I’m Tired of Being a Military Spouse

Tired Military Spouse

We’ve been doing this military thing for 16 years…enough time that I’m officially not a newbie in this role as a spouse; I’d even go as far as saying that I’m “seasoned.” But today…today I’m simply tired of being a military spouse.

My history with the military (on paper) is short and sweet and can be summed up in one sentence: I started out a military girlfriend for four years, and then we got married; so for the past 12 years I’ve been his dependent.


I’ve grown to hate that word, because I’m anything but dependent, and I’m pretty sure every military spouse I’ve ever come across will tell you the same thing.

Don’t worry, this isn’t that kind of post. It’s not the one where a bitter military spouse complains about having to solo parent and do all the things and finally wants some credit.

To be clear, I’m usually the one with a rally cry for other spouses, giving them a “You’re doing awesome,” pep talk, cheering them on from one TDY to the next, offering a shoulder for them to cry on, or bringing them a meal for those long solo-parenting days.

In all honesty, you’d usually find me writing a, “To the Tired Military Spouse: You’ve Got This” post, so this is out of the ordinary for me.

Even in real life I often try to skip the woe-is-me mentality, and instead I buck up and get things done, finding ways to turn a crappy situation around to make things better and more positive.

But today…today I’m tired. And that’s okay. Even seasoned spouses are allowed to have bad, sad, lonely, and tired days.

Today actually wasn’t any different than any of my other solo-parenting days.

The kids (we have three of them under the age of nine) were actually pretty great, and nothing inherently went wrong. But my husband mentioned to me in passing that the deployment he’s currently on will likely be extended, and that was the straw that broke my back.

It’s nothing new and nothing I haven’t heard and dealt with more than a dozen times, but it just made me sad. Sad, actually, that it wasn’t new. Sad that I had a feeling this was coming, because it’s more of the norm rather than the exception.

It’s another post-deployment trip that will have to be cancelled (thank goodness for insurance), and I’ll have to tell the kids (again) that the dates are changing; they’re old enough now that I can’t keep that date under the rug from them anymore.

In the grand scheme of things, it’s fine and we’ll get through it, but it just stinks.

We have four years left, and thinking about those 1,460+ more days just exhausts me.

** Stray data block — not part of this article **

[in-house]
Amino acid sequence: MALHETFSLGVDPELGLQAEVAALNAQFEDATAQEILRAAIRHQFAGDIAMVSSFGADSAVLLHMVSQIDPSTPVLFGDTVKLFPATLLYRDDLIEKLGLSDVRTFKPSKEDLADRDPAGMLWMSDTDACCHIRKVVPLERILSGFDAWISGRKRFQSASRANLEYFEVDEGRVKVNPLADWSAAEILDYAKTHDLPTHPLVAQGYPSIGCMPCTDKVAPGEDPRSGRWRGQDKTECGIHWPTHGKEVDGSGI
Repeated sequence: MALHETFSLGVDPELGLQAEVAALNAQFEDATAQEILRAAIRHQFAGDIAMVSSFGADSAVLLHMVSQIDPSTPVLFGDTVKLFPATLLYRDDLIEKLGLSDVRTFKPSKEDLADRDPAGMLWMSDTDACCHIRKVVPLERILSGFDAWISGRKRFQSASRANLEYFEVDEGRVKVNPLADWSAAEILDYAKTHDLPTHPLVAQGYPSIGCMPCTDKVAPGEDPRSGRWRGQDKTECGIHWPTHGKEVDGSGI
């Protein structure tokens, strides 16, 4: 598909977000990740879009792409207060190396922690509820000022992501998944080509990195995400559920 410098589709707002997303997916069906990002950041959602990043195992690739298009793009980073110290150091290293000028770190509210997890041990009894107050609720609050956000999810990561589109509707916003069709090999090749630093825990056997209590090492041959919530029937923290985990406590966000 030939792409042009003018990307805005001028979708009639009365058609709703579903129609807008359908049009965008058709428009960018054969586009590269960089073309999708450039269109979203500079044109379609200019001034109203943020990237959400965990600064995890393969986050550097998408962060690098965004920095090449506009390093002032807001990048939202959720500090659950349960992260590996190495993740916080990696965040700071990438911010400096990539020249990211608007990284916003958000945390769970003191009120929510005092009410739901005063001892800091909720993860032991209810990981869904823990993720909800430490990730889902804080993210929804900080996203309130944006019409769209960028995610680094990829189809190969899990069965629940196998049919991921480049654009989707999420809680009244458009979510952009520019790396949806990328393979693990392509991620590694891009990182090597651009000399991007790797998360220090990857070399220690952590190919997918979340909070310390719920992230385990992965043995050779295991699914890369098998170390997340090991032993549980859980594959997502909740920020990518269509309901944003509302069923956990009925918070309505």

How many more nights will I sleep alone in the house? How many more days will I have to play the roll of both parents, and be the one to pick up the slack and do all the things around the house? How many times will we have to readjust to him coming back, only to leave again a few weeks/months later?

The amount of TDY’s, deployments, short-notice deployments, extensions, and 365s he’s endured is just too many to count at this point. And the only thing they really add up to is him simply not being here.

Sure, things are vastly different from our first deployment almost two decades ago. I remember waiting nervously for that patched-through phone call to come in, and literally crying myself to sleep when I missed it for one reason or another. Because back then you couldn’t just FaceTime or WhatsApp them whenever you wanted. There was a process, and if there was a bad connection or a missed call, life just moved on, and you waited for the next one.

But I’m just tired now.

Exhausted, really…and lonely. I want my husband back, and I selfishly want him all to ourselves.

I want him to have a cushy 9-5 job where I know he’s coming home every evening on time. I want my kids to know that if they have a soccer game, ballet recital, career day at school, or their birthday, that he.will.be.there.

I don’t want to be their bearer of bad news anymore, telling them that he’s not coming home on time, or be the one to turn the radio down or switch channels, because I don’t want them to hear about what’s going on “over there” where he is. They’re still too young to have to worry about current events while their tender hearts just miss their dad.

Thankfully I know we’re getting closer to being on our way out the door and into a whole other stage of our lives (that will come with their own issues).

But today I was just tired of it, so I threw myself a pity-party for one. Tomorrow, though; tomorrow I’ll do what I do best: start cancelling reservations, suck it up, and move on. Here’s to tomorrow.